SACRAMENTO - Today Assemblymember Marc Berman (D-Menlo Park) introduced AB 1054 which will ensure that all public high school students in California have access to computer science education. AB 1054 will align California with 27 other states that already require that public high schools offer computer science education.
"From Silicon Valley to Biotech Beach, California is the undisputed cradle of innovation. People move here from all across the globe with bold ideas and big dreams of changing the world," said Assemblymember Berman. "But the reality is that far too many California students grow up in the shadows of these tech companies, yet go to schools that don't even offer them the opportunity to learn the skills they need to one day work there."
"California has fallen behind 27 other states when it comes to prioritizing access to computer science education, exacerbating educational inequities and the diversity gaps in tech. This is indefensible. Not only will ensuring that every California high school student has access to computer science courses help close the gender and diversity gap in tech fields, it will also help train the future workforce needed for California to remain competitive both with other states and other nations. AB 1054 will begin to restore California as a leader, and will equip our students with the skills they need to succeed in tomorrow's digitally driven world,” said Assemblymember Berman.
Here's what leading computer science education advocates have to say:
“Ensuring all high schools offer at least one course in foundational computer science means that all students - regardless of their background, identity, or location - will have access to such important courses. It is for this reason that more than half of the states in the country have passed such a policy," Codeye J. Woody, Director of State Government Affairs for Code.org.
"Every student deserves to be equipped with the knowledge, tools, and resources to successfully participate and thrive in modern society. As technology continues to expand, today’s students need access to culturally relevant and engaging high quality computer science education. Unfortunately, too many students, particularly Black, Latinx, Indigenous, and low-income students, don’t have access to these foundational learning opportunities. CSforCA firmly believes that by offering computer science courses at all California's high schools, we will get closer to achieving educational equity across the state and build a better future for everyone," said Julie Flapan, CSforCA Co-Director.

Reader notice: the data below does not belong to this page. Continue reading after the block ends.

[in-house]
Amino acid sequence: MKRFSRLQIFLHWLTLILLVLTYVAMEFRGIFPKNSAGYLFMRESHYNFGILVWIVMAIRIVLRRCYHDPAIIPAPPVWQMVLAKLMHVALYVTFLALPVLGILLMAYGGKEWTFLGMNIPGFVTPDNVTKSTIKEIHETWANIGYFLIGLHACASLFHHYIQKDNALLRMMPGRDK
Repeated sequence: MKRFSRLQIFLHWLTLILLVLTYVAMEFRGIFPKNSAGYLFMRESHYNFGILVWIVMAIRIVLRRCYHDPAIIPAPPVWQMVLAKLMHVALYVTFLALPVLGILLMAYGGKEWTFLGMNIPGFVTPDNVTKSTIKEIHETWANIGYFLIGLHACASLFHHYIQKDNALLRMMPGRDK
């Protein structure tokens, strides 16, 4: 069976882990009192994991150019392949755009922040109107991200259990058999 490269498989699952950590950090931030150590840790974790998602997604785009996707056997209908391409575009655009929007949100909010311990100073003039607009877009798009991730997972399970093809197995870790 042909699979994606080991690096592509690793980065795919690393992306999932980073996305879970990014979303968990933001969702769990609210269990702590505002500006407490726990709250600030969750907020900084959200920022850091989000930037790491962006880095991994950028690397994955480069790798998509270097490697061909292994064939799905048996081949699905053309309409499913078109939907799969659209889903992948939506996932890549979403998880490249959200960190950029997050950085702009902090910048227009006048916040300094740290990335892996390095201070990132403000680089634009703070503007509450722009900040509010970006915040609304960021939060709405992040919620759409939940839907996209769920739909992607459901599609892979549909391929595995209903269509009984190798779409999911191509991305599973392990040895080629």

“California is a leader in innovation but lags behind in ensuring equity and access to computer science education. Requiring all high schools to offer at least one computer science course is a critical next step in preparing the next generation of Californians for rewarding career pathways and informed community engagement,” said Lia Nitake, Deputy Executive Director for TechNet.
“Computer science and computational thinking allow students to develop multiple skills such as critical thinking and problem-solving that can engage and drive our young adults to be the next generation of innovators. California needs to re-double its efforts to ensure all students have access to high-quality teaching and learning across all STEM subjects, including computer science. We look forward to working with Assembly member Berman to secure the additional commitments and support from the state to do just that,” said Adonai Mack, Senior Director of Education for Children Now.
“SVLG remains committed to fostering the next generation of STEM talent to sustain our innovation economy and create shared economic value for all. We support efforts designed to help ensure that all high school students, regardless of socioeconomic background, have access to essential computer science education. And believe that by doing so through a lens of equity, new doors of opportunity can be opened, and we can help change the face of Silicon Valley,” said Ahmad Thomas, CEO of Silicon Valley Leadership Group.
It is critically important to ensure all students in California have equitable access to computer science education. 75.1% of high school students in California attend a school that offers computer science, but despite years of work, significant disparities in access persist. Generally, students from racial and ethnic groups that have been historically excluded from computer science continue to be less likely to attend a school that offers it. Rural schools, urban schools, and schools with high percentages of economically disadvantaged students continue to be less likely to offer computer science. Black students, Latinx students, and Native American/Alaskan students are less likely to attend a school that offers computer science. Computer science engages students in school, supports learning in other subject areas, and provides pathways for future opportunities for students.